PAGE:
In addition to immune dysfunction and opportunistic diseases, the honeybees also appear to suffer from neurological problems, disorientation, and impaired navigation. These effects have great consequence, as a bee can't survive for more than 24 hours if she becomes disoriented and unable to find her way back to the hive.
Bayer Downplays EFSA’s 'Death Knell' Report
Bayer, a leading manufacturer of the neonicotinoid pesticides at the heart of the debate, has gone on record stating EFSA’s report "did not alter existing risk assessments and warned against 'over-interpretation of the precautionary principle.'"4 In other words, it sounds as though they’d rather farmers continue using their pesticides without question, even if there are major concerns that they’re decimating bee populations worldwide. Bayer also noted that they are ready to work with the European Commission to address any “perceived data gaps.”
In fact, Bayer plans to open the North American Bee Care Center by July 2013. The Center is intended to be a research hub as well as promote "the active promotion of bee-responsible use of Bayer products along with communication activities worldwide."5
Of course, it’s highly unlikely that any forthcoming research from Bayer’s North American Bee Care Center will find pesticides at fault... already, a report funded by the chemical industry has come out stating that banning neonicotinoid pesticides would cost farmers more than $980 million in lost food production.6 Yet, if these chemicals truly are killing off bee colonies, we stand to lose much, much more than that...
Bees Pollinate 70 Percent of the World’s Food
There are about 100 crop species that provide 90 percent of food, globally. Of these, 71 are pollinated by bees.7 In the United States, a full one-third of the food supply depends on pollination from bees. Apple orchards, for instance, require one colony of bees per acre to be adequately pollinated. So if bee colonies continue to be devastated major food shortages could result. There is also concern that the pesticides could be impacting other pollinators as well, including bumblebees, hoverflies, butterflies, moths and others, which could further impact the environment.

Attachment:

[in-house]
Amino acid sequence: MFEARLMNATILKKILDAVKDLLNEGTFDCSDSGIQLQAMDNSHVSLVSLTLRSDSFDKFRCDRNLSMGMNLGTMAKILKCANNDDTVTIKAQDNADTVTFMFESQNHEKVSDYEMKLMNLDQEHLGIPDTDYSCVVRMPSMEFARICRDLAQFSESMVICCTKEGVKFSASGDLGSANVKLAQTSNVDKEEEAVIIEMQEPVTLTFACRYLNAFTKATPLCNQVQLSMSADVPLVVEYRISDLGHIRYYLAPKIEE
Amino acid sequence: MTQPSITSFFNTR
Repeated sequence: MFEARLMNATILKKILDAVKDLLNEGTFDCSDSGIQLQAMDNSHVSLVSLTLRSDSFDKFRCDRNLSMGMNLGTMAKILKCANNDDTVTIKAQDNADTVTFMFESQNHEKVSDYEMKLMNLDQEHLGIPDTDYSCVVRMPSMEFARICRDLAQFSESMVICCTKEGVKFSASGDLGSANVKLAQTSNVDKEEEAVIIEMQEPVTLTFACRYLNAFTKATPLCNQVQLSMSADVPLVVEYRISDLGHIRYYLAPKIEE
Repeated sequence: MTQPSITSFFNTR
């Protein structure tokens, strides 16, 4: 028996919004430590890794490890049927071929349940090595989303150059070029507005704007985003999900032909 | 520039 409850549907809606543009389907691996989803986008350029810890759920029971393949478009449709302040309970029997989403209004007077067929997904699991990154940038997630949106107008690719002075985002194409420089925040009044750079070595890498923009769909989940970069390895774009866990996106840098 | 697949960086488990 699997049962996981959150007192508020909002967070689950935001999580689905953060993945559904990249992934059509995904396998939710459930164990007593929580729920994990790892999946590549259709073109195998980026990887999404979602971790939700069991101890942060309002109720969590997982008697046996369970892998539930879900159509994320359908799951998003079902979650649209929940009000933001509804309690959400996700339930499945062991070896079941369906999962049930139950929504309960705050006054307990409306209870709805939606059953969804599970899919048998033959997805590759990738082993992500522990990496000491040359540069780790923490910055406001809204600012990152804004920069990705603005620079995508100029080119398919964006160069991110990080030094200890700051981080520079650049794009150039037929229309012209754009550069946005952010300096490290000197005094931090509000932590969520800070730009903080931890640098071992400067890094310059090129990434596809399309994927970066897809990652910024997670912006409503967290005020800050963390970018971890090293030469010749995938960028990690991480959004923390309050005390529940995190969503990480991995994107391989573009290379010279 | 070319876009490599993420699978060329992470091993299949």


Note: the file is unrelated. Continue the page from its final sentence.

If honeybees disappear, so, too, will all of these other innovations and any new developments that may be honeybee-inspired in the future, such as these contributions to human health, including:
- Playing an important role in human medicine; raw honey, which has potent anti-inflammatory and anti-infective properties, is being used for wound healing and treating coughs, while "stun" chemicals from bee stings are being looked at as an effective anesthetic for humans.
- Propolis, the "caulk" honey bees use to patch holes in their hives, may slow the growth of prostate cancer and has powerful immune-modulating effects, along with potent antioxidant and anti-microbial action, and healing, analgesic, anesthetic, and anti-inflammatory properties.
- Bee pollen, which is often referred to as a superfood because it contains a broad range of nutrients required by your body. About half of its protein is in the form of free amino acids that are ready to be used directly by your body and can therefore contribute significantly to your protein needs.
- Honeybees have helped make scientific discoveries in many fields, including the aeronautics industry, which used the design of the six-sided honeycomb to help design aircraft wings; honeybee communication systems have even been adopted by computer programmers to help run Internet servers more efficiently.8
Do You Want to Get Involved to Help Protect Honeybees?
The documentary film Vanishing of the Bees recommends four actions you can take to help preserve our honeybees:
- Support organic farmers and shop at local farmer's markets as often as possible. You can "vote with your fork" three times a day. (When you buy organic, you are making a statement by saying "no" to GMOs and toxic pesticides!)
- Cut the use of toxic chemicals in your house and on your lawn, and use only organic, all-natural forms of pest control.
- Better yet, get rid of your lawn altogether and plant a garden. Lawns offer very little benefit for the environment. Both flower and vegetable gardens provide excellent natural honeybee habitats.
- Become an amateur beekeeper. Having a hive in your garden requires only about an hour of your time per week, benefits your local ecosystem, and you can enjoy your own honey!
If you are interested in more information about bee preservation, the following organizations are a good place to start.
- Pesticide Action Network Bee Campaign9
- The Foundation for the Preservation of Honey Bees10
- American Beekeeping Federation11
- Help the Honey Bees12